Digital technology and innovation have become more important than ever for large health systems as well as small community hospitals to support their response to COVID-19.
Many organizations are now prioritizing data analytics and virtual health efforts and are boosting the digital front door for patients. At the Becker’s Healthcare Health IT + Revenue Cycle Management Virtual Event on July 24, CommonSpirit Health Chief Information and Digital Officer Suja Chandrasekaran discussed lessons learned over the past few months and how the health system is preparing for the future.
Here is an excerpt from the session, lightly edited for clarity. Click here to view the entire conversation on demand.
Question: How have you approached some of the key challenges with virtual care, remote work, data gathering and communication over the past few months? What lessons have you learned and what will you need next?
Suja Chandrasekaran: I see working the digital workspace goes beyond email and video conferencing. We are in the process of deploying an employee return-to-work app, which has got a fairly robust set of capabilities around how many people are in the building and who is all on a particular floor as well as which vendors are coming in. We can trace exposure as well as do contact tracing and also use that to send messages and communicate with 150,000 people very quickly.
We are also in the process of building and employing a much more robust content collaboration and information sharing internal social network. So there’s a whole robust digital workplace, a digital roadmap, for our internal workplace that changes the way we think and work but also supports a different culture. It’s not just about the tool but it’s a different mindset and way of thinking. We have to work differently.
Q: You’ve mentioned in the past that health systems embracing patient-centric technology are most likely to win in the future. What are the most urgent technologies that CommonSpirit is focused on today to deliver a great patient experience?
SC: I rarely start a conversation focused on technology. So I would start it from the user-centric mindset. We have broken in and created a road map around about 14 different products. For example, the integrated digital front door is a product; certain scheduling functions are a product; digital content is a product. So we have around 14 of those products and it’s a very agile feature function-based scaling game on each of the products and underneath the product is a very robust digital health platform. The platform is a combination of data and user experiences and AI-infused capabilities, or process automation, that is done through our robotics automation or in some cases it’s blockchain-based. There is a confluence of multiple technologies that brings it together.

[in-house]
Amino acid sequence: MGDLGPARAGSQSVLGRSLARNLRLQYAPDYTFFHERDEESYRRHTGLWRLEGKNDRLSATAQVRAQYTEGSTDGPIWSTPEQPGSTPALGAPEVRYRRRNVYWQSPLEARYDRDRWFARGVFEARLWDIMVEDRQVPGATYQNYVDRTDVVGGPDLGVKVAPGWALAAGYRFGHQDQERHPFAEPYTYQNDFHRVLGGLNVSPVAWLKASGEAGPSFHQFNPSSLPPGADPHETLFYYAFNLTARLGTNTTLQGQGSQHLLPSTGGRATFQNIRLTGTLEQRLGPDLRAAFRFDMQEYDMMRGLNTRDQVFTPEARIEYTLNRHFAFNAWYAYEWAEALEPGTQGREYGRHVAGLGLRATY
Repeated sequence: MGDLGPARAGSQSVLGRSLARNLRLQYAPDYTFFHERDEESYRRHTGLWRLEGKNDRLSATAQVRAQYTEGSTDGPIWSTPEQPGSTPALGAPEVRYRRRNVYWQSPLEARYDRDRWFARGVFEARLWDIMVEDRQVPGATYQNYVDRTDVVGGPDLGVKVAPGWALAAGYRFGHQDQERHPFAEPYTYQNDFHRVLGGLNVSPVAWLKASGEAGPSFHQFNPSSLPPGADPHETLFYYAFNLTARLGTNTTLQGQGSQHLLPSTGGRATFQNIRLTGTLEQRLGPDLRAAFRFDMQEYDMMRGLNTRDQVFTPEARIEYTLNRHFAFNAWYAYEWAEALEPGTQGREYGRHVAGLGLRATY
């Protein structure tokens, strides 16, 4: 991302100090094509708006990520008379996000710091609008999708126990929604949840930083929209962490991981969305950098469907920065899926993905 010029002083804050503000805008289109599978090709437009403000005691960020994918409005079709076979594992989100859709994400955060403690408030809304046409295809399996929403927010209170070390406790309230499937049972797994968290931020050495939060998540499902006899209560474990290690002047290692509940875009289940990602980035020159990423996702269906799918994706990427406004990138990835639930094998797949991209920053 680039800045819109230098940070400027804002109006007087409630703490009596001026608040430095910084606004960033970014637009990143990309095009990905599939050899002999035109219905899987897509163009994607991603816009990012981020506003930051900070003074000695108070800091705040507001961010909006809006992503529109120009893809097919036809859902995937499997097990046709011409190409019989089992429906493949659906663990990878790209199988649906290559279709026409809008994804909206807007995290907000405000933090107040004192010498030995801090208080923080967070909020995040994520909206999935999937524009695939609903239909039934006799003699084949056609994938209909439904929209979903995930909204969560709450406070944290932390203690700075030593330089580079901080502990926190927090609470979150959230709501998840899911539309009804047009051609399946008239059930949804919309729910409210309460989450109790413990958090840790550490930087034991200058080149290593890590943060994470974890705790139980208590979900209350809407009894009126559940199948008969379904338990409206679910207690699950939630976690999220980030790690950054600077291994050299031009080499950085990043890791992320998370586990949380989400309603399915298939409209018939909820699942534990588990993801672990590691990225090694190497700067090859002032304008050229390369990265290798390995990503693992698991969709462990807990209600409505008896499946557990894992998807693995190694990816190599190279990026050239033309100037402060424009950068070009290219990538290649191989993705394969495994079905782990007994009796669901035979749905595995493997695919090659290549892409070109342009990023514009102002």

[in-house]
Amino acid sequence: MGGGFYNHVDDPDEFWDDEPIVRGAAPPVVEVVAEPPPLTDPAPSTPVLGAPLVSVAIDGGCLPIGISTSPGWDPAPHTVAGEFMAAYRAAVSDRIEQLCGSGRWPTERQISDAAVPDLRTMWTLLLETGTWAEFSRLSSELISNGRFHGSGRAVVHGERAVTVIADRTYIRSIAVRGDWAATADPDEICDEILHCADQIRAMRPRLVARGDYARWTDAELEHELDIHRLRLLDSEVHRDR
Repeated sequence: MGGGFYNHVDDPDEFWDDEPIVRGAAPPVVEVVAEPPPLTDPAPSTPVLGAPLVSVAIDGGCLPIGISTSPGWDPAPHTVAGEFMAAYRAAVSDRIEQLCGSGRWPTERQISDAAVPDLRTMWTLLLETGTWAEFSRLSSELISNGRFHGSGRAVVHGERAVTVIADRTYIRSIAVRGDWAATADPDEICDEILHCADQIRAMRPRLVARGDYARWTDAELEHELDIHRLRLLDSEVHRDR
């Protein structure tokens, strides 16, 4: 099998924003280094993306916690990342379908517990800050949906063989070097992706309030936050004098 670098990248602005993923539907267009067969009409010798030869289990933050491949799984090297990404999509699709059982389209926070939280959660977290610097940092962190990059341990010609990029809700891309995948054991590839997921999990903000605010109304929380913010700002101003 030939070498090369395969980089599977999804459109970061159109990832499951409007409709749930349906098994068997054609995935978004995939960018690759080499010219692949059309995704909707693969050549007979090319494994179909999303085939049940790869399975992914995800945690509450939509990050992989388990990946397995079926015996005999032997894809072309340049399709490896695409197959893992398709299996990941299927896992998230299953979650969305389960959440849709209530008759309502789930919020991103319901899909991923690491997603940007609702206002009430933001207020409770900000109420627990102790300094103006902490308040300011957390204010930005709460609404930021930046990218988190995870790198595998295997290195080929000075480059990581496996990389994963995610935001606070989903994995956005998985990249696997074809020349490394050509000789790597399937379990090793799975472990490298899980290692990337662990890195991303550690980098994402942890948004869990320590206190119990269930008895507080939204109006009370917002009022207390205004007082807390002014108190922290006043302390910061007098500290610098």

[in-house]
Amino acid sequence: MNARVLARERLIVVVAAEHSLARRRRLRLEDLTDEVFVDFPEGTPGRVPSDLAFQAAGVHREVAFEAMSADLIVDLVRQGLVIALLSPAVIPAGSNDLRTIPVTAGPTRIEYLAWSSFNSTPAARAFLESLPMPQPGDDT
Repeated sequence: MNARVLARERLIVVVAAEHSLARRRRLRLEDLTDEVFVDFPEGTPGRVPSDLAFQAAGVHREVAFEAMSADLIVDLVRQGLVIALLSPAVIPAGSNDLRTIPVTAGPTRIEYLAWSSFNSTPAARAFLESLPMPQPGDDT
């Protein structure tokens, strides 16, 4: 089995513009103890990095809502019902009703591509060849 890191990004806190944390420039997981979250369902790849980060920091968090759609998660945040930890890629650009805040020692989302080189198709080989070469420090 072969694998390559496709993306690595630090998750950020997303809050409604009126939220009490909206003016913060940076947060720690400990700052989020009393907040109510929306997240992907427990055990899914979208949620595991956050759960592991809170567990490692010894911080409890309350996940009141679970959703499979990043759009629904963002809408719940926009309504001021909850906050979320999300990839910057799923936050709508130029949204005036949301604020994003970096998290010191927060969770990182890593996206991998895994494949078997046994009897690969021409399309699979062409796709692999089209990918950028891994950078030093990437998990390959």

What we really put emphasis on is the outward-looking and patient-looking capabilities. That is then lit up based on underlying technologies. But it’s rarely just one technology that pops out or creates, it’s anything that is built and designed with the user centricity in mind and keeps up with the maturation of the technology. Every technology is not the same. I’ve done artificial intelligence and machine learning for years. I remember the early days when there were hardly any libraries at all and you had to code everything. Now there are much more robust libraries available and much more robust integrated data and AI platforms, and every technology goes through its own maturation.
Q: What is the system’s strategy for investing in digital technology today, especially considering the financial impact of the pandemic on the system?
SC: I would use the word omni-channel, which is very similar to the approach of retailers. We order a product and it comes in, maybe you order a few different sizes. You keep one and you return one, right? So think of a journey where you have a symptom, you Google it, and as part of that symptom checker you find the clinic online and take a virtual visit. The doctor orders you a test kit and your kit is sent to your home. You do a swab and a mobile diagnostics unit comes and takes your specimen, and then the results are sent to you. You can then meet with your physician to discuss results.
You can keep stitching the journey together, which is a combination of digital experiences as well as physical experiences, and in the end you have your prescription ordered and it’s sent directly to you in a frictionless journey, and there are even frictionless payments. You can make ratings and reviews similar to the way we do as consumers and then the health system can measure patient satisfaction and make it transparent; that is enabled through technologies.
All of this is not going to be built in a day. It takes time; one feature at a time. It’s about making consistent progress and continuous improvement with a clear mission. We have a clear vision that grounds us and centers us.
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‘People see the value of technology and trust it’: Yale New Haven CIO on the pace of change and what 2021 will bring
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